StroBeam D4 IGBT HSS: another monolight with ‘high speed sync’

StroBeam has announced the D4 IGBT HSS, a portable battery-powered studio flash that is billed to work at fast shutter speeds.

StroBeam D4 HSS IGBT

British photographic supplier StroBeam has announced the D4 IGBT HSS, the successor to the DL4, a portable battery-powered flash lighting system. The new D4 has a “integrated” battery pack that clips onto the top of the flash head, rather than connecting by cable. It is also claimed to support High Speed Sync (HSS) with Nikon and Canon cameras.

StroBeam D4 HSS IGBT

The StroBeam D4 is a 400J flash head that can be powered down to 1/128 of full power, adjustable with 1/3-stop precision either directly from the head or via proprietary “3.2G” remote controller, which also works as a flash trigger. There is also a 10-Watt LED modelling lamp, an LCD control panel, an optical slave cell and a battery level indicator.

StroBeam D4 HSS IGBT

The D4 is manufactured by the same company as the CononMark Leopard AK4.0 (which we will be reviewing soon) and like the Leopard it is supposed to work at fast shutter speeds above the native X-Sync of your camera, all the way up to 1/8000 second. There are two models available: one for Canon and one for Nikon, the difference being in which StroBeam 3.2G remote controller you get bundled with the flash.

There are a number of other studio lights featuring batteries that fit into the head, including the N-Flash, Priolites and Rime Lite i4, but none of them offers speedlight-like functionality such as through-the-lens (TTL) exposure metering or high speed sync. The StroBeam D4 doesn’t have TTL yet but it could just be a matter of time. It looks like the D4 is probably more of a conventional monolight with a fast-syncing trigger built in, rather than an oversized hotshoe flashgun.
StroBeam D4 HSS IGBT control panel

Phil Harbord has written a comprehensive review of the StroBeam D4, very thoroughly evaluating technical aspects such as colour accuracy, recycle time and flash duration.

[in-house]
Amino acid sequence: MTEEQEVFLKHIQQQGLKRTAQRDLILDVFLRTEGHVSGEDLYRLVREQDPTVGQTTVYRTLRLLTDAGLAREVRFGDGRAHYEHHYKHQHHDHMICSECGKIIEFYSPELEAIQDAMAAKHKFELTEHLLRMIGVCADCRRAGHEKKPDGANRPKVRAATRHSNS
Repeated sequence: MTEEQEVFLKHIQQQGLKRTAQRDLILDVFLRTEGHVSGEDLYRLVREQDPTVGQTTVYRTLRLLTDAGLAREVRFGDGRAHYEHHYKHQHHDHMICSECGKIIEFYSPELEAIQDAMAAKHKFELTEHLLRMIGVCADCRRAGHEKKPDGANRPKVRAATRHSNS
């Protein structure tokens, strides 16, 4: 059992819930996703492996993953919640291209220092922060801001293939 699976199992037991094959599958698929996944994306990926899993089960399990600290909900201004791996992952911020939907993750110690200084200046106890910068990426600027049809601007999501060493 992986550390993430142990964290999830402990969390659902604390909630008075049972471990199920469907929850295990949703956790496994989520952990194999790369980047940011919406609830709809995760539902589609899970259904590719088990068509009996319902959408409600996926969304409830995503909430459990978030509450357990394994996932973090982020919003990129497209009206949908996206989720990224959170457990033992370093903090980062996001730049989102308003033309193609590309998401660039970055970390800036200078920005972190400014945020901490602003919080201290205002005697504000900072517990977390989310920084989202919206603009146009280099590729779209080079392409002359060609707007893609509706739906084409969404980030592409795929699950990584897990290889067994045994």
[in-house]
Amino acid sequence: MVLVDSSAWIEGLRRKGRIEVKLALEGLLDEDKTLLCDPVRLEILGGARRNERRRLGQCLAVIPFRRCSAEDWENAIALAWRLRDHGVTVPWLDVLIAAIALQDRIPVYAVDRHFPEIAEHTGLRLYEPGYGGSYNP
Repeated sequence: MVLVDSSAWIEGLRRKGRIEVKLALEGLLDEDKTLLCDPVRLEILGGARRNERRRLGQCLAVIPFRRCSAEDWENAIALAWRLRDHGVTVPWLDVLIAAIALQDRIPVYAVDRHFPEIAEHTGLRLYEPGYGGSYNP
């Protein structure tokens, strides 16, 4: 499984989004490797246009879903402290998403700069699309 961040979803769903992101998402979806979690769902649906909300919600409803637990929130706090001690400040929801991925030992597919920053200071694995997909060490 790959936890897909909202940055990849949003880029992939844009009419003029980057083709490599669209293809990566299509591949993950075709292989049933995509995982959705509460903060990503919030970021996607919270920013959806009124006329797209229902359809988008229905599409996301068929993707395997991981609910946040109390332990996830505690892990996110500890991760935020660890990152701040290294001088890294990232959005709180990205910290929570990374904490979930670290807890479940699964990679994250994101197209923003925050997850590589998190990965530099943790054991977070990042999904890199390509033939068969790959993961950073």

Harbord praises the modelling light and battery life, and says the colour consistency is “excellent”, but criticises the unit’s “poor” LCD control panel for insufficient backlighting and could not get the FP Sync function to work on his pre-production sample. He also says there is no sync port (on his unit at least), which means you can only trigger the D4 using the proprietary remote or with the built-in optical slave — third-party triggers cannot be used. Update: There is a sync port in the final model. (Please refer to this more recent review by Paul Ward.)

“All in all these are good heads, there are a few niggles with them but then show me a product that doesn’t have a few of those. I’d say you won’t be disappointed if you buy a D4 HSS, they work well and do what they’re intended to and that’s pretty good in my book.”

To see Harbord’s complete findings, test results, data tables and flash pulse graphs, read the full review.

It looks like some details on the specifications are not clear yet, as the final retail models may have some differences from the unit evaluated in Phil Harbord’s review and StroBeam has not published an official spec sheet on their web site yet.

You can order the D4 HSS IGBT directly from the StroBeam web site. Individual heads for Canon and for Nikon are £500 each, excluding VAT. There are also twin head kits, starting at £899. StroBeam will also be at the Focus On Imaging trade fair on stand E42 from 3rd–6th March 2013 at the Birmingham NEC.

What’s next? A monolight with TTL?

Let us know what you think about this product in the comments below. I will be attending the Focus show next month, so if you have any questions I can put them to StroBeam directly.

David Selby
David is a keen photographer and has been editor of Lighting Rumours since 2010. When not writing about lighting, he works as a data scientist at the University of Manchester, UK.